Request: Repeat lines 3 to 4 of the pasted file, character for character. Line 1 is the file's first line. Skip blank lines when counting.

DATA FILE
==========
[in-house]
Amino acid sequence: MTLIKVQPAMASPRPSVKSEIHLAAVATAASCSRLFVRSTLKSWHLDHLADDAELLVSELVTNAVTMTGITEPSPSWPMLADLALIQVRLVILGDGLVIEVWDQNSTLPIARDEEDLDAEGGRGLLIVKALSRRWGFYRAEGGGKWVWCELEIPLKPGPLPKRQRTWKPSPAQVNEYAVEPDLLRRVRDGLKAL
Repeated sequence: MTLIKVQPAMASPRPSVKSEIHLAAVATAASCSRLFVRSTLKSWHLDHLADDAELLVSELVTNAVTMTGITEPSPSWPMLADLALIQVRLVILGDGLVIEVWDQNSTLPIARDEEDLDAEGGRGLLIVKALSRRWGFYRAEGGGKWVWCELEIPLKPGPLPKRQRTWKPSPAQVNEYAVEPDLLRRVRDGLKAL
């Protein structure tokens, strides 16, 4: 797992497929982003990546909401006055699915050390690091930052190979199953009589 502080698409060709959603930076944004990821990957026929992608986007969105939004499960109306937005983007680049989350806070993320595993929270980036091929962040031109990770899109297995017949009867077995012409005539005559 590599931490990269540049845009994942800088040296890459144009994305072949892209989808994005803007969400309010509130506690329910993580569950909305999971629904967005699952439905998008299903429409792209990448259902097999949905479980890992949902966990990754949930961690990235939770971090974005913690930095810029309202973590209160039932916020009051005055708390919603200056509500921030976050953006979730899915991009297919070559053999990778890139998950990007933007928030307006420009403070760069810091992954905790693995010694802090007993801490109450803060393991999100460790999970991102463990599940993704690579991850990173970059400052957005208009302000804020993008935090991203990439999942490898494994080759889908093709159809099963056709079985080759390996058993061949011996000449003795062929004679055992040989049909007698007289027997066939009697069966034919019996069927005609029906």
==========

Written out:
Repeated sequence: MTLIKVQPAMASPRPSVKSEIHLAAVATAASCSRLFVRSTLKSWHLDHLADDAELLVSELVTNAVTMTGITEPSPSWPMLADLALIQVRLVILGDGLVIEVWDQNSTLPIARDEEDLDAEGGRGLLIVKALSRRWGFYRAEGGGKWVWCELEIPLKPGPLPKRQRTWKPSPAQVNEYAVEPDLLRRVRDGLKAL
């Protein structure tokens, strides 16, 4: 797992497929982003990546909401006055699915050390690091930052190979199953009589 502080698409060709959603930076944004990821990957026929992608986007969105939004499960109306937005983007680049989350806070993320595993929270980036091929962040031109990770899109297995017949009867077995012409005539005559 590599931490990269540049845009994942800088040296890459144009994305072949892209989808994005803007969400309010509130506690329910993580569950909305999971629904967005699952439905998008299903429409792209990448259902097999949905479980890992949902966990990754949930961690990235939770971090974005913690930095810029309202973590209160039932916020009051005055708390919603200056509500921030976050953006979730899915991009297919070559053999990778890139998950990007933007928030307006420009403070760069810091992954905790693995010694802090007993801490109450803060393991999100460790999970991102463990599940993704690579991850990173970059400052957005208009302000804020993008935090991203990439999942490898494994080759889908093709159809099963056709079985080759390996058993061949011996000449003795062929004679055992040989049909007698007289027997066939009697069966034919019996069927005609029906």